Speaker: Glasser, C. (George Washington University)
Date: 5 September 2019
SMA hosted a speaker session presented by Prof. Charles Glaser (George Washington University) as a part of its SMA Minerva Speaker Series. During his brief, Prof. Glaser discussed his project for the Minerva Research Institute focused on the liberal international order (LIO) and tools of influence. He first defined the international order as the “institutions and rules that guide the states that belong to the order.” He then defined the LIO as a construct created by the US after World War II that includes NATO, alliances, an open international trading system, key international financial institutions, and the UN. Often times, the LIO is used more broadly to include norms requiring the protection of human rights, norms regarding the protection and (possible) spread of democracy, regional trade agreements, etc. This inconsistent usage often generates confusion. Prof. Glaser then explained what is at stake in LIO discourse—international relations theorists and policy analysts believe that the LIO has produced valuable outcomes, such as peace following the Cold War and US victory, NATO cohesion, and a lack of balancing against the US after the dissolution of the Soviet Union. The key issue, however, is whether these outcomes are products of the joint impact of the LIO’s components as a whole or the individual parts themselves. Prof. Glaser stated that if it is the latter, the LIO framing offers little insight and can both mislead analysis of US policy and exaggerate the threat that China poses to the US. Next, Prof. Glaser defined the LIO concept—a term he created. The LIO concept concerns the logistics/mechanism that underpins claims about the LIO’s explanatory power and includes democracy, hierarchy, institutional binding, economic interdependence, and political convergence. After speaking about each of these components, he identified a series of problems with the LIO concept, including that it is inward-looking and suffers crippling logical flaws regarding institutional binding, hierarchy, and political convergence. To conclude, Prof. Glaser stated that the individual components of the LIO, but not the LIO framing as a whole, have explanatory value. He also identified a series of bottom lines and policy implications, including: 1) The LIO discourse clouds/distorts analysis of US policy; 2) Reframing analysis of US policy in terms of grand strategy would encourage revisiting of basic questions; and 3) Preserving the order takes these questions off the table.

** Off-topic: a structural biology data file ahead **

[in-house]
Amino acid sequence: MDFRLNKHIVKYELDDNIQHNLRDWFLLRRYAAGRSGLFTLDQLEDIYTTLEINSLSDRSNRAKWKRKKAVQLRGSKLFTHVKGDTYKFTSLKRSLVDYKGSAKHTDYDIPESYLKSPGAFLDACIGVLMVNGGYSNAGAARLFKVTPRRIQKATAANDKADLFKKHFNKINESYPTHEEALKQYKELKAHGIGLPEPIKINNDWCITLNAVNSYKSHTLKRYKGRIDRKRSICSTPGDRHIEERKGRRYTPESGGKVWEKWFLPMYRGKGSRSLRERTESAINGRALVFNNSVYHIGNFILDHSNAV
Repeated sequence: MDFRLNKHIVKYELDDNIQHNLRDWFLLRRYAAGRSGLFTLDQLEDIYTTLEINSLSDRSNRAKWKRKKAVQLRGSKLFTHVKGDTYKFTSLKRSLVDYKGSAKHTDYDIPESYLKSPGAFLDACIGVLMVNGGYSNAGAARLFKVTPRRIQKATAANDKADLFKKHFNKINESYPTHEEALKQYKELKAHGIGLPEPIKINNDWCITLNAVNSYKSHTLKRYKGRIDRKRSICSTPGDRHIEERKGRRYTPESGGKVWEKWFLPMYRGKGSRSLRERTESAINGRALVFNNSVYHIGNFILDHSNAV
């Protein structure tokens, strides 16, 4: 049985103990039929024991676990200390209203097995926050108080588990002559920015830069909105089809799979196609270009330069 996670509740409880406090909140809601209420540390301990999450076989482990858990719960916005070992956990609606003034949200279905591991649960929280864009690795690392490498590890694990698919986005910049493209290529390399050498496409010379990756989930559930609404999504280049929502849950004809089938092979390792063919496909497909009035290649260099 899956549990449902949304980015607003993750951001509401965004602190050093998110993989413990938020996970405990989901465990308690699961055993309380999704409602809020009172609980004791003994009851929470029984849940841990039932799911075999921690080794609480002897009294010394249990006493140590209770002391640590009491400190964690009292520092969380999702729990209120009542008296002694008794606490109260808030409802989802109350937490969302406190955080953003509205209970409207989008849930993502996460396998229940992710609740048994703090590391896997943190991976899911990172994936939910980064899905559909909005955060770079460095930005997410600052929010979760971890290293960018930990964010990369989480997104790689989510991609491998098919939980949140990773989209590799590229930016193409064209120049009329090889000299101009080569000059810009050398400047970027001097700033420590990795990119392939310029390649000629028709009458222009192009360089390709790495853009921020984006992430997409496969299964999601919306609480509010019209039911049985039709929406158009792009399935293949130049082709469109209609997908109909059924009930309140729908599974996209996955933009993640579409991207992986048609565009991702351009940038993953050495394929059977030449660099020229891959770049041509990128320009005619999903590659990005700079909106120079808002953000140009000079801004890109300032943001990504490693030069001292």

Speaker Session Audio File